Can it really be too cold to snow?
PUBLISHED: 17:36 28 January 2019
Archant © 2018
Despite the UK being well known around the globe for its predictably cold weather, forecasting snow is still a big challenge.
Snow could begin to fall in Norfolk overnight on Tuesday and into Wednesday this week as a yellow severe weather warning predicts around 5cm of snow.
In preparation for the possibility of early wintery showers this evening, gritters have been on the road in all areas of the county since 3pm and will remain on standby to grit again at 3am.
But how accurate are these forecasts and what is the ideal weather for it to snow? Can it ever be too cold to snow?
“That is not true, as such,” said forecaster Fred Best, of Weatherquest.
“That phrase comes from ‘colder air hold less moisture’ but it can snow in very cold temperatures,” he added.
What about the old adage of snow not being able to settle on wet ground?
“If it snows very heavily that can still settle,” Mr Best said. “On wetter ground it is harder to settle but with the cold air it can freeze.”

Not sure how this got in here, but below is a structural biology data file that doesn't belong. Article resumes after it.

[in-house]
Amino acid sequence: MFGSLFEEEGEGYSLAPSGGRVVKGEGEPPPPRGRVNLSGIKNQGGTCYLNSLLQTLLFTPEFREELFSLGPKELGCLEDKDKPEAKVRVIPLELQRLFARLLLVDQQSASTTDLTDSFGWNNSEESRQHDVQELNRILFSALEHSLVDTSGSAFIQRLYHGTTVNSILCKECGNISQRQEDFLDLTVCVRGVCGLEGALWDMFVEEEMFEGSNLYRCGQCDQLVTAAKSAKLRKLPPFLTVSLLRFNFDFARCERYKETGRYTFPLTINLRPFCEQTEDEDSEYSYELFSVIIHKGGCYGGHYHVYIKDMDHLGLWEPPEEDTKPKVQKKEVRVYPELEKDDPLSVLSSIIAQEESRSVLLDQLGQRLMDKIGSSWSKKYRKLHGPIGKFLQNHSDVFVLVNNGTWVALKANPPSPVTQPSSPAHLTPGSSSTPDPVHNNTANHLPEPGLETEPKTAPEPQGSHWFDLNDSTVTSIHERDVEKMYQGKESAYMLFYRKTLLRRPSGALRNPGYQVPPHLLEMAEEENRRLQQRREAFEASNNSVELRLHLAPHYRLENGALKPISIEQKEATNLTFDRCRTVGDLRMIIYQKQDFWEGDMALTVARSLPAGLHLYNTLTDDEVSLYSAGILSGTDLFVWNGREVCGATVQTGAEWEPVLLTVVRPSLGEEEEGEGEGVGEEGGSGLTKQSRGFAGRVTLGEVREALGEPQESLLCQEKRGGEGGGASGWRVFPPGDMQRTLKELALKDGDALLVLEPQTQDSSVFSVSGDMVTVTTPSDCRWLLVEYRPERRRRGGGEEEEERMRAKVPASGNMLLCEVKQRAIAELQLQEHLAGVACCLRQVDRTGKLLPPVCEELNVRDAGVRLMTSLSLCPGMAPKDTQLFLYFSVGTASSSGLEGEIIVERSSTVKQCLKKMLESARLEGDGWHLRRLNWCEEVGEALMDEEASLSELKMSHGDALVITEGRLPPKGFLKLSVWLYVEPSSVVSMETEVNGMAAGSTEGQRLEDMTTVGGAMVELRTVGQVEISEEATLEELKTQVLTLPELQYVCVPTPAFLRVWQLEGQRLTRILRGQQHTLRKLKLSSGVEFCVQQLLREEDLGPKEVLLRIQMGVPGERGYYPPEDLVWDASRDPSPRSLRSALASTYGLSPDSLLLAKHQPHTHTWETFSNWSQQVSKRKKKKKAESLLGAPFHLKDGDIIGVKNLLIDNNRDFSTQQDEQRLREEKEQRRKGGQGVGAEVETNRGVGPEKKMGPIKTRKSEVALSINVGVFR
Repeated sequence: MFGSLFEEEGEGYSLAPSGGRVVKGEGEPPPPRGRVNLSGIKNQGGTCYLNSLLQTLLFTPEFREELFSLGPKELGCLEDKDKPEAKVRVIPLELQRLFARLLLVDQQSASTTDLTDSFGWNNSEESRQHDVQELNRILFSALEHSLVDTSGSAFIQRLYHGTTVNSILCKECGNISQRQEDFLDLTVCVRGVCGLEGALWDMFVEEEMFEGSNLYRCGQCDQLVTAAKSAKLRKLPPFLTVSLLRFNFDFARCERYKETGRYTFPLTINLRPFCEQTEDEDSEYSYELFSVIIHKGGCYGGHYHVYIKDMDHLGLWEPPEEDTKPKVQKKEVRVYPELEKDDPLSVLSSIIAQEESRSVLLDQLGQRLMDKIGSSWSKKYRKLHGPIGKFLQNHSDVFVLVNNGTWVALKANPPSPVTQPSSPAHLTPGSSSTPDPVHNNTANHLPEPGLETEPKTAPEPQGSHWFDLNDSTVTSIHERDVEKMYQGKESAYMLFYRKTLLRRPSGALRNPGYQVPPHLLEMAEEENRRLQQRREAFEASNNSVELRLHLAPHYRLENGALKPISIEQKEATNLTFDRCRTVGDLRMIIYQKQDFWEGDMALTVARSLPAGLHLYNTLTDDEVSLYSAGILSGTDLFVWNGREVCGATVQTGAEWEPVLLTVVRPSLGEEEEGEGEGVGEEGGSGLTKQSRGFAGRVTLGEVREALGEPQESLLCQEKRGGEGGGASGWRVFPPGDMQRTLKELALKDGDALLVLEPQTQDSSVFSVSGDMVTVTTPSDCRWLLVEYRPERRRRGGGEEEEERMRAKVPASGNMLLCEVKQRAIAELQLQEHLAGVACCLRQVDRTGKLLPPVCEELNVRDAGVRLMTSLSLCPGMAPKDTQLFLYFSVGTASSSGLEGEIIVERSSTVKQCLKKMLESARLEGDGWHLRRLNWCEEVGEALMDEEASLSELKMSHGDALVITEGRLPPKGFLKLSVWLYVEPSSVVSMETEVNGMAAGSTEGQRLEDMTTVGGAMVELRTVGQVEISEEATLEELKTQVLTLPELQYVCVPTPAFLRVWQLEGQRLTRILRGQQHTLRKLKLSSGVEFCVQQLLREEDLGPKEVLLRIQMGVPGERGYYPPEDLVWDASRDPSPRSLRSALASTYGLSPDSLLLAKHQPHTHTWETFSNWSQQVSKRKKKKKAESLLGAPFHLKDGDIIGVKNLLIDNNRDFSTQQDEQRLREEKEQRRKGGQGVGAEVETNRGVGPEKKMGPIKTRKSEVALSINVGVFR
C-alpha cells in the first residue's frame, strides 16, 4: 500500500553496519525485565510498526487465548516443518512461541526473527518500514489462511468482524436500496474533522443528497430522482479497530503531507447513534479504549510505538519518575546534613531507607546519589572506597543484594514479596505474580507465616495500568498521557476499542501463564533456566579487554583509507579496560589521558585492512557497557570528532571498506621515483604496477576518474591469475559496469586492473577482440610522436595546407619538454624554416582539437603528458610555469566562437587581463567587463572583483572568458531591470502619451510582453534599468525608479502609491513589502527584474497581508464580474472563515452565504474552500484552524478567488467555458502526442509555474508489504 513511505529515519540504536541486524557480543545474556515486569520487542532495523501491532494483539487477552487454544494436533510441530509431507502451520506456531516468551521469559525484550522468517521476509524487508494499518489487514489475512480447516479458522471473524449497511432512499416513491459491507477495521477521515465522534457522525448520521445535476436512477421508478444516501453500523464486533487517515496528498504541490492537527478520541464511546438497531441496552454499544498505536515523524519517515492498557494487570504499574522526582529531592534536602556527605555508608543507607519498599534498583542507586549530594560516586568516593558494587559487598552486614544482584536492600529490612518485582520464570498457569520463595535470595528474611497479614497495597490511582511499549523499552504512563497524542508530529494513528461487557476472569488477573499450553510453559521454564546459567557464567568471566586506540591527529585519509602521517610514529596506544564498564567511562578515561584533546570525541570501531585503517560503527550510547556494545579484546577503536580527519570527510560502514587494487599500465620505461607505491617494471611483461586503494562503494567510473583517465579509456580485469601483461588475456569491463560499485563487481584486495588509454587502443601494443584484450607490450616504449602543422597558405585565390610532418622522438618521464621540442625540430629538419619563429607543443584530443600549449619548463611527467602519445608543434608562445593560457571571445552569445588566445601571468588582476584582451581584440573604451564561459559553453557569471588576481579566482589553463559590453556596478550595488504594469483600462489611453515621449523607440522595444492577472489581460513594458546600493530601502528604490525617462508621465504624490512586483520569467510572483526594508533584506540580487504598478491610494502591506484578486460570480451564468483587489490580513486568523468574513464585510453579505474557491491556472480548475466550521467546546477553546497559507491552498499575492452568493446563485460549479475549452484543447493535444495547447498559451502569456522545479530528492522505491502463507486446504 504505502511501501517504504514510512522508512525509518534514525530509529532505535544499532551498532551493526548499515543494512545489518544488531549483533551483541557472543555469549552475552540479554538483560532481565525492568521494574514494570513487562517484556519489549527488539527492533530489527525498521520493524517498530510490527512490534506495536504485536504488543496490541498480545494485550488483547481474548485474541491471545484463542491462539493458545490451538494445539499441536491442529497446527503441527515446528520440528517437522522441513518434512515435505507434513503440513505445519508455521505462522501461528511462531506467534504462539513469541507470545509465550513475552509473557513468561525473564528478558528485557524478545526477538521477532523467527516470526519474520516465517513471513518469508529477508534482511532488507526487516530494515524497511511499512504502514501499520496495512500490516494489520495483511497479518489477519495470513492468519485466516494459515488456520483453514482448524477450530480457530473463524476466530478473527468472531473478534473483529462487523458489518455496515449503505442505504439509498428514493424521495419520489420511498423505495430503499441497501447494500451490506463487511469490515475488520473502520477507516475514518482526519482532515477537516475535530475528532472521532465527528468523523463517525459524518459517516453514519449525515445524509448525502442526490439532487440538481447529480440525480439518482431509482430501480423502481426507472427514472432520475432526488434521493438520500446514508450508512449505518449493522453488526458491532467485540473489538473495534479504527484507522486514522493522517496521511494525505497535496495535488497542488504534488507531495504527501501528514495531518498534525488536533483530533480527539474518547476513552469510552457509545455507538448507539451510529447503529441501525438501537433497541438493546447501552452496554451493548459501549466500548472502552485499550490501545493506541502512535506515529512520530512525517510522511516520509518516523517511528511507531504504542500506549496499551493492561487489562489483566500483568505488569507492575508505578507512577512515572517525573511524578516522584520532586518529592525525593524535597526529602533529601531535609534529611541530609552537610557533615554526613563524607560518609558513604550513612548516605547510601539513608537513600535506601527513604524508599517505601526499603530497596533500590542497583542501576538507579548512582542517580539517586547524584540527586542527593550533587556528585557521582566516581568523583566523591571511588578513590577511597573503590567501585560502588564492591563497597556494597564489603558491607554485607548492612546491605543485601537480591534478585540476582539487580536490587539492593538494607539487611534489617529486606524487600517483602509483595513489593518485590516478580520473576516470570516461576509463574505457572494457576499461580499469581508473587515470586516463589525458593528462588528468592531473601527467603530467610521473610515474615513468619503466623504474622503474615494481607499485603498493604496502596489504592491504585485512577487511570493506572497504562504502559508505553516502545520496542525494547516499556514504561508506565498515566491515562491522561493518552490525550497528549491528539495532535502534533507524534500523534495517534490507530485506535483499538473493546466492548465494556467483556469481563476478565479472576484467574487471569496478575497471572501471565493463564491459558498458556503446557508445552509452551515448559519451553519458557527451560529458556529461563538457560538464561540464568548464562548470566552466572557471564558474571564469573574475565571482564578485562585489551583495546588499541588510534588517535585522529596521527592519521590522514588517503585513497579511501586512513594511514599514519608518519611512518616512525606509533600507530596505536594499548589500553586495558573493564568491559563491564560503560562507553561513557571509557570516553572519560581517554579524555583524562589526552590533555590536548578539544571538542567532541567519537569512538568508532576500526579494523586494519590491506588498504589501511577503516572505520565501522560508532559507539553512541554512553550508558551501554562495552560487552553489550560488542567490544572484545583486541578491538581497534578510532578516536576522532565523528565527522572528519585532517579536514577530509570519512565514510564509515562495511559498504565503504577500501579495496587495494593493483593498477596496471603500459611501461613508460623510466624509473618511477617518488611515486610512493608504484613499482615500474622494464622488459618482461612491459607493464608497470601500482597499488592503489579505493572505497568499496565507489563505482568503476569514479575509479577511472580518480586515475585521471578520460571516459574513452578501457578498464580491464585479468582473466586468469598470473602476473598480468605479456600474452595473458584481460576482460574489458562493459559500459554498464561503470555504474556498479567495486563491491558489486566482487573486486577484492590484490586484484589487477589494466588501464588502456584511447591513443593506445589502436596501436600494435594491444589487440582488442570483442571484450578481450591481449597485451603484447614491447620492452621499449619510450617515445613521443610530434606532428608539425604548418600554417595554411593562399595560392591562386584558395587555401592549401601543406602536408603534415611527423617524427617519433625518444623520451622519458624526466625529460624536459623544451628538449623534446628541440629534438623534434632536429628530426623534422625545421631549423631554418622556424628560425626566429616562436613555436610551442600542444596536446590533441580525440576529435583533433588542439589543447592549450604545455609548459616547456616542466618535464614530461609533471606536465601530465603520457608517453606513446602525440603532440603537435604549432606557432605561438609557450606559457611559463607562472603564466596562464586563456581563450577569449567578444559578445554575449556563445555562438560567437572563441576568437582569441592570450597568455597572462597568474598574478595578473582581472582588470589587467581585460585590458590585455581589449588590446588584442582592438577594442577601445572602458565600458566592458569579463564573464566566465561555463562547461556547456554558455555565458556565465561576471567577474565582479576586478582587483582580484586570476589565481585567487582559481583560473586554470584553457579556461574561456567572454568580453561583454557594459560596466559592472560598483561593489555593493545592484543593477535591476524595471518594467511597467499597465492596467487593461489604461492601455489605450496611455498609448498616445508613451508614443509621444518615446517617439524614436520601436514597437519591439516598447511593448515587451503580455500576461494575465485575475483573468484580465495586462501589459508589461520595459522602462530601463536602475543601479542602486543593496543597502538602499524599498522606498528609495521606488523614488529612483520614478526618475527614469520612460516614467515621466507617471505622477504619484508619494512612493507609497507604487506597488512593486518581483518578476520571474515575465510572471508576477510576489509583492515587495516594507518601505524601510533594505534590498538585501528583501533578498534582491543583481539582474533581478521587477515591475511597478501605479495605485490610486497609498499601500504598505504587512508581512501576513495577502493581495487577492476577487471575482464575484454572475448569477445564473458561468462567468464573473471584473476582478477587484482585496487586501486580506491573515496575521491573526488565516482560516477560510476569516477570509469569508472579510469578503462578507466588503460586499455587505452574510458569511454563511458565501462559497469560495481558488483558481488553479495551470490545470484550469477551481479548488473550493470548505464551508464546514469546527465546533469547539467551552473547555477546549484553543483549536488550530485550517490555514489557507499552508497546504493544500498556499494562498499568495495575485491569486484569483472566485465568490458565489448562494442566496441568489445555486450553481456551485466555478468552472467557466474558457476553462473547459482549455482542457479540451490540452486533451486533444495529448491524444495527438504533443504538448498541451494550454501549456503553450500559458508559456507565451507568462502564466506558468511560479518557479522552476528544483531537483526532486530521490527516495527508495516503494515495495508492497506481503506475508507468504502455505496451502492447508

On the accuracy of snowy forecasts, Mr Best said it depended on the temperature on the surface as well as in the atmosphere.
“If the temperature near the ground is colder the precipitation stays as snow,” he said.
“Quite often we use a number of different weather models to predict what could happen and look at what is happening elsewhere.”
According to the Met Office, the cold weather needed for snowfall would require north-easterly winds from the Arctic and Russia to sweep across the UK.
This, coupled with rainfall, could lead to snow but if the rain-bearing weather had time to warm up before reaching the UK it could only take “a fraction of a degree” to make the difference between rain and snow.
Mr Best said Norfolk will see a band of rain pushing in from the west on Tuesday night as the temperature is predicted to drop around -3C in some areas.